Hence, on the second Saturday in December, I took myself ten miles up the road to Coalville, to look for a dealer who had advertised a cheap Ford Fiesta. I went early, in case someone else had seen the same advert and decided that this would make a nice Christmas present for some teenager who had just passed their driving test. I drove up and down the road looking for the dealer, but the only car dealer I could find didn’t seem to be in the right place and in any case had a forecourt full of cars well out of my price bracket. Eventually, I gave up and went to ask there if they had heard of this bloke.

“Oh yes,” they said, pointing through the window into the landscape. “See those cars in that field over there? That’s him, behind the tyre depot.” I thanked them and left with sinking heart. Some cars in the corner of a field? This did not bode well.

I found my way around the back of the tyre depot – not an easy job as there were a lot of vehicles on their forecourt blocking the narrow entrance to the back yard. But having squeezed the Mercedes down the track, I found myself faced with a new and well-built paling fence, a plot of land, yes, in the corner of a field, but cleared and properly gravelled, and a selection of some twenty cars neatly parked up, in herringbone formation, and all looking reasonably well presented, cleaned and valeted. The office was a portakabin, but with proper steps and an a proper piece of hardstanding.

I asked about the car I had seen advertised, and was shown a blue, four-door Fiesta. It was old – a ‘W’ plate, dating from 2001 – but exceptionally low mileage (74,000) with a windscreen price of £450. With a new battery put on the car, it started at first touch and idled smoothly and without any unwanted noise or rattles from the engine. A test drive followed, where I found that it rattled a bit, but no more than seemed reasonable; accelerated well; and handled no worse than I’d expect. We talked money, and how much to take the Mercedes off my hands. A national commercial online buyer had quoted me £475, but I thought that to be ambitious, given the state of the vehicle; and if I’d taken up that offer, I would have had to have gone to somewhere on the south side of Leicester, then gotten myself a taxi back, and perhaps a taxi out to Coalville to pick my new purchase up. So taking a hit – or perhaps not – on the Mercedes seemed sensible. We shook hands on £200, leaving me £275 to pay. And the Fiesta was mine!


Of course there are things wrong with it. It’s so old, it still has a cassette player. The paintwork is a little tatty, if you look closely. There are some rust patches on the bodywork. The interior lights don’t come on when you open the doors. And it catches crosswinds quite badly, being essentially a box on wheels, and it handles even worse when cornering at any sort of speed – which you sometimes have to do on roundabouts when mixing it with the rest of the commuter traffic. Oh, and as I’m doing 60 miles a day round trip, the petrol tank is so small that I have to fill it up every three days. It’s costing me less in fuel than the Mercedes did, but it’s a case of ‘little and often’.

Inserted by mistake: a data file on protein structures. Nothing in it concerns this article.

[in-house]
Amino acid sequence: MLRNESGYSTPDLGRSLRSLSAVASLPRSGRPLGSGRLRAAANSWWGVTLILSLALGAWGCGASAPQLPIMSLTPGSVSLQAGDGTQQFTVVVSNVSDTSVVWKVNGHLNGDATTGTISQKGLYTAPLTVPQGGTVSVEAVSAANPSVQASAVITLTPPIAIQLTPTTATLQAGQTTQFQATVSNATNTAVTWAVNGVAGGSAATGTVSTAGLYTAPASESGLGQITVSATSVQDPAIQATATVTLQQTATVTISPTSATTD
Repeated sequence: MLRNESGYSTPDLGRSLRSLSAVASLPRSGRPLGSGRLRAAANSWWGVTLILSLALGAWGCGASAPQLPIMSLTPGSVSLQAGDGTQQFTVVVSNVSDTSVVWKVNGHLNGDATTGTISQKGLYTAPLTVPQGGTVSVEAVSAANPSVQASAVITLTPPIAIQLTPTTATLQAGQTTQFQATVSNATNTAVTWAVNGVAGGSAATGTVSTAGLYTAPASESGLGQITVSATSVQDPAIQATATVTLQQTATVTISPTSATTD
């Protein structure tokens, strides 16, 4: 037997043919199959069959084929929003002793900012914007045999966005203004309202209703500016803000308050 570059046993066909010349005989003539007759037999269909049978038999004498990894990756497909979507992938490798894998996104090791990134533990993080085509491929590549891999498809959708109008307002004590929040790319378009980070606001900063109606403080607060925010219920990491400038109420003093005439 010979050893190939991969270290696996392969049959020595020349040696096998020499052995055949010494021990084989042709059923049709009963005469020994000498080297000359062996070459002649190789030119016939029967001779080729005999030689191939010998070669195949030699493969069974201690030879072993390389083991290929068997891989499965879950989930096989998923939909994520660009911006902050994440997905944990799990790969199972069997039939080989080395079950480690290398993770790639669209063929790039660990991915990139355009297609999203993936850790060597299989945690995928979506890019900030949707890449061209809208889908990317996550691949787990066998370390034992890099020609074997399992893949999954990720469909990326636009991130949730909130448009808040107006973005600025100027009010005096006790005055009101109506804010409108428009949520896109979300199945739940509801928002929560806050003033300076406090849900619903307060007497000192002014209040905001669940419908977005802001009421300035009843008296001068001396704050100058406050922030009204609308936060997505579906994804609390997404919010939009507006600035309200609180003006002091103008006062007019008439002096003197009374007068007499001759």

On the other hand, it has a remarkably powerful heater, the air conditioning  – yes, air conditioning! – works, and instead of the low-profile tyres that the Mercedes had which meant that you felt every bump and minor hole in the road (let alone a particularly vicious speed bump just down the road from me), the Fiesta has (by comparison) balloon tyres that soak up a lot of irregularities in the road. And it is easy to drive and accelerates remarkably well for a 1200cc engine (even if it does strain a bit a motorway speeds – 65-70 mph is definitely its comfort zone, and until I can get it serviced I’ll be a bit twitchy about pushing it too hard for too long). Though it’s interesting to see how many other older Fiestas I see bombing up and down the M69…

I’d had the car for about eight weeks when something went wrong. The windscreen wipers failed one evening on my way home from work. Of course, it wasn’t in a light shower but in a tremendous deluge, made worse by all the spray thrown up by passing traffic and with night falling just to add to the experience. The RAC came out in about 45 minutes – not too bad for rush-hour on a Friday – and made a temporary repair with what looked like a giant paperclip.


I took it to my regular garage, who enthused over how cheap and easy they were to repair, and proved it by replacing both wiper actuating links in 30 minutes flat for £58.